Well…. why does a school need a code-blue drill? Or an emergency evacuation route? Or why do they house several fire hydrants across the property?
These things are all put into place in case of an emergency. Everyone is trained to be calm in potentially catastrophic weather events or suspicious grounds activity. School administrators and officials go above and beyond to keep students, teachers, and staff safe in their schools. They are ready for intruders, mishaps, and weather emergencies. So why do they almost always fall so short in preventing water emergencies?
We can think of two main reasons:
1. Legionnaire’s Disease and other water borne diseases are relatively new as they have grown exceedingly in the past several years.
2. Nationwide mandates for water systems have only just begun.
First of all... what is Legionaries Disease? Legionnaires’ Disease is a type of bacterial pneumonia caused by Legionella pneumophila, and occasionally by other species of Legionella. Illness in susceptible people can occur from breathing in tiny water droplets contaminated with Legionella bacteria. For a more in-depth look at this disease check out our Legionella 101 Blog Post.
This disease is no joke. After Legionnaires’ disease has been diagnosed, hospitalization is often necessary. In the most severe cases of Legionnaires’ disease, complications can include respiratory failure, kidney failure, septic shock, or even death.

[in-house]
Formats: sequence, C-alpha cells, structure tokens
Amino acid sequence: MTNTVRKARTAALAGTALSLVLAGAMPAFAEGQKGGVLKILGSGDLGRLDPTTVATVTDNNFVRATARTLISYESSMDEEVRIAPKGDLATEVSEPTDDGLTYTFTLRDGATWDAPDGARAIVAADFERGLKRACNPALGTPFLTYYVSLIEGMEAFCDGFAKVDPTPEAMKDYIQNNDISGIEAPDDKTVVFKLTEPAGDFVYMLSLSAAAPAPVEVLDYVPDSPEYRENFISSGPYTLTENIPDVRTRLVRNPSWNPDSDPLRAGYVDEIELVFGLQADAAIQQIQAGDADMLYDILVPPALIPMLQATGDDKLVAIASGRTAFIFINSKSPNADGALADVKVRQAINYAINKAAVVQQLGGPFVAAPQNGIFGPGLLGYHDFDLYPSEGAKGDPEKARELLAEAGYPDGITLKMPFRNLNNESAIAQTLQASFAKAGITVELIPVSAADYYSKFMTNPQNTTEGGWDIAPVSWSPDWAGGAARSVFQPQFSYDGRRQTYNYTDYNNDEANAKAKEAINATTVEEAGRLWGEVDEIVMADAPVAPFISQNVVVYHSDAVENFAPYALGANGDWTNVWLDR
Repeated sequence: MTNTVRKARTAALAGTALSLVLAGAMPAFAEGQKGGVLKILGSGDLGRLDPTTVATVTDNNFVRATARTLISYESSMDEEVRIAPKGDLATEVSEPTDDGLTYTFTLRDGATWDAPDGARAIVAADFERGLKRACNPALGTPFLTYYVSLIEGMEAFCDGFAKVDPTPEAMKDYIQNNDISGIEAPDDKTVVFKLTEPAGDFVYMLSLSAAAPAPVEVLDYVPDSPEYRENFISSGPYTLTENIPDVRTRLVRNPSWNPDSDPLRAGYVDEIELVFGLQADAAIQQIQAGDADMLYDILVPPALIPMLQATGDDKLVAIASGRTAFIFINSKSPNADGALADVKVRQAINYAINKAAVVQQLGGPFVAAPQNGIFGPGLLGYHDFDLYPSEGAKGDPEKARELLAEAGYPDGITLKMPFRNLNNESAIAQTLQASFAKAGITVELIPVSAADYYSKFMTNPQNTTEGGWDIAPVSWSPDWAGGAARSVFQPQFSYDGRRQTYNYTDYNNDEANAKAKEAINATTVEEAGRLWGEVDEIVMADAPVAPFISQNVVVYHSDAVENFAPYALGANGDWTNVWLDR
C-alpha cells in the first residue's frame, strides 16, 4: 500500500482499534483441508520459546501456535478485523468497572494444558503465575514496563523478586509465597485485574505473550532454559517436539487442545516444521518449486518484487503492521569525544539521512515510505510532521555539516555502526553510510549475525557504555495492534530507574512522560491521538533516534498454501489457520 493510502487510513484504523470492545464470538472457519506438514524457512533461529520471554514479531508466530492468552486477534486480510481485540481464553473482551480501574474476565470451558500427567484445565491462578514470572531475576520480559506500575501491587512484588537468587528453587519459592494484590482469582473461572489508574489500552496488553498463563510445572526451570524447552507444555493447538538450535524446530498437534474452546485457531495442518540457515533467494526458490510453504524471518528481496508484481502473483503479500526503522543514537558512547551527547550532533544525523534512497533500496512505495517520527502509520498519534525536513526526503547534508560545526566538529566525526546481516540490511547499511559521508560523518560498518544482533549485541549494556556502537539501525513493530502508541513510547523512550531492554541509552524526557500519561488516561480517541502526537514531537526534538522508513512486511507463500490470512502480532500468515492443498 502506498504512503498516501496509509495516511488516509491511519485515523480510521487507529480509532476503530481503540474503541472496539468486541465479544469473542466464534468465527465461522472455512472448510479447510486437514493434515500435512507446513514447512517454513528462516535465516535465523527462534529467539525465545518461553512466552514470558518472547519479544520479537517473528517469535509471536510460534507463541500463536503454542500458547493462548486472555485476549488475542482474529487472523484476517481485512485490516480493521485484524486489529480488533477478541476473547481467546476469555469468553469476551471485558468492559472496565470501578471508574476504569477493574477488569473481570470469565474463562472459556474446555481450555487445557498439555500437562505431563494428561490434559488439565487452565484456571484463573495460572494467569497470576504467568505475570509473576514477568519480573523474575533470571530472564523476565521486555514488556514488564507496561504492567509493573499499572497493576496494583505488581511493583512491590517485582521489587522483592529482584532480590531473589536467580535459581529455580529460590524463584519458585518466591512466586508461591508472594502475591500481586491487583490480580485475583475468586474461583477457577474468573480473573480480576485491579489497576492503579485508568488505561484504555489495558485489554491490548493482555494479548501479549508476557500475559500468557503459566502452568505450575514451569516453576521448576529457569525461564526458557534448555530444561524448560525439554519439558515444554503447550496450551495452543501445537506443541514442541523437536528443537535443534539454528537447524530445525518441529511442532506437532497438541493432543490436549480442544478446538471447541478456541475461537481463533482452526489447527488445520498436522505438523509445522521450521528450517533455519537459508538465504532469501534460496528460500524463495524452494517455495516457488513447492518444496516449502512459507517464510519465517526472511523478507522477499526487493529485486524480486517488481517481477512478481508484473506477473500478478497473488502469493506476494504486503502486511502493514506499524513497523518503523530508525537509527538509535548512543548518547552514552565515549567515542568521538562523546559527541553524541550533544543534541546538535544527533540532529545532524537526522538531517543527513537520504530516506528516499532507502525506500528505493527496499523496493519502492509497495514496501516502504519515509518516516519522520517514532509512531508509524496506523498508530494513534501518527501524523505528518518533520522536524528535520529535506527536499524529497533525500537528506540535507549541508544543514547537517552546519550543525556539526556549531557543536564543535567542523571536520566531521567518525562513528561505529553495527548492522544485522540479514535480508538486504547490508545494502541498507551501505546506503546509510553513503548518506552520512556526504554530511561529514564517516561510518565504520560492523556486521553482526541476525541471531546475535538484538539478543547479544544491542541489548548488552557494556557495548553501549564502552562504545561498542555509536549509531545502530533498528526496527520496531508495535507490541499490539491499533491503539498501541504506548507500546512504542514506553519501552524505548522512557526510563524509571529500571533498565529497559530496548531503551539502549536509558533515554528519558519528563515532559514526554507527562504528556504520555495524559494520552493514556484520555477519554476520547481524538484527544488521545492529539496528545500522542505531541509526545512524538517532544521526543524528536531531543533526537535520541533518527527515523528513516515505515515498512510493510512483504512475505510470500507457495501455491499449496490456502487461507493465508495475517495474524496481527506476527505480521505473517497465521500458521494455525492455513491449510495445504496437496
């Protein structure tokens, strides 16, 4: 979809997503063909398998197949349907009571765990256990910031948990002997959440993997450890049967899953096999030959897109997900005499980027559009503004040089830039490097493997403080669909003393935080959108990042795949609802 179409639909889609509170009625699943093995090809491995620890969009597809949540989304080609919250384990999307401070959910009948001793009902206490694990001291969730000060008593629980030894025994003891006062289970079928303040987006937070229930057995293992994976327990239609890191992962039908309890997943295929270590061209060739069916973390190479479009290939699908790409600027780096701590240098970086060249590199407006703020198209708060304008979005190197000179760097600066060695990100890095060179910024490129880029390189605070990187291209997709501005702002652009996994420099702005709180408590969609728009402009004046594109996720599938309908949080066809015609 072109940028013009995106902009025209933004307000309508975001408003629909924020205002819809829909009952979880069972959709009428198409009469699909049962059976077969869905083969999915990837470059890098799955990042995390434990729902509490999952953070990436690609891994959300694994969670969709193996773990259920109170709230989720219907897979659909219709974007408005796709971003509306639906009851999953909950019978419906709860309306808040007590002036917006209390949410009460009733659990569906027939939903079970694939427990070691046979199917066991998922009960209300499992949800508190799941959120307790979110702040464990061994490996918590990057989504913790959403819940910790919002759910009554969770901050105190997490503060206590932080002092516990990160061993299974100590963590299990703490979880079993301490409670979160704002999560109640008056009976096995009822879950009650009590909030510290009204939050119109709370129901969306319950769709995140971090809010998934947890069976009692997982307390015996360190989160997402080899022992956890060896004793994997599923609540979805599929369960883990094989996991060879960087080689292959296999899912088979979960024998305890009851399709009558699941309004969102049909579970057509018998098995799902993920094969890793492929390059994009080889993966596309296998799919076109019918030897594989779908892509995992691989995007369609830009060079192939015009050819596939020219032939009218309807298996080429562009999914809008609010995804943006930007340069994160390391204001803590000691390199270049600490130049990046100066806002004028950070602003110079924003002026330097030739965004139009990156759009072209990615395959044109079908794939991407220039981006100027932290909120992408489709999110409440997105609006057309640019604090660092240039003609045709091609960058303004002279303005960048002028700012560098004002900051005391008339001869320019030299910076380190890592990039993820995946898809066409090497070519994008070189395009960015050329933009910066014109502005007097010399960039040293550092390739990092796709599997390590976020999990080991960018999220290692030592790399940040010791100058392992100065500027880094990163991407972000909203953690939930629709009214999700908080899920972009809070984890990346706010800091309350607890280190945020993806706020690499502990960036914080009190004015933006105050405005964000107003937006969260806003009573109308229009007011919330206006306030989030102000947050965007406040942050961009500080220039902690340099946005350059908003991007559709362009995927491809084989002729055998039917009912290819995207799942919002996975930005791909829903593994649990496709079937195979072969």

Over the past two decades the amount of reported Legionella cases continued to grow. School administrators once may have believed they did not need to actively protect against waterborne diseases such as Legionella because it is so rare…. while that may have been the case 20 years ago, today that is certainly not the case.
Once Legionella grows, it needs a way to spread. Any source that generates aerosol or a fine mist of water has the potential to transmit Legionella. Places where this would be found in a school would include:
The second reason why school administrators and those in charge fall short in preventing water-borne diseases is the lack of official mandates in place nationwide. Several states have begun to hop on board and take a seriously close look at these directives.
Being PROACTIVE vs. REACTIVE should be the norm in protecting our children, educational faculty and staff as well as any outside visitors to our educational facilities.
Developing and implementing a Water Management Plan means you are helping to protect people from getting Legionnaires’ disease, a serious pneumonia.
Need even more reasons to implement a plan?
By thinking through and implementing procedures to address Legionella conditions now, school officials and building operators can help protect students, teachers, staff, and parents.
It is time to change the narrative in education.
Ready to take the first step?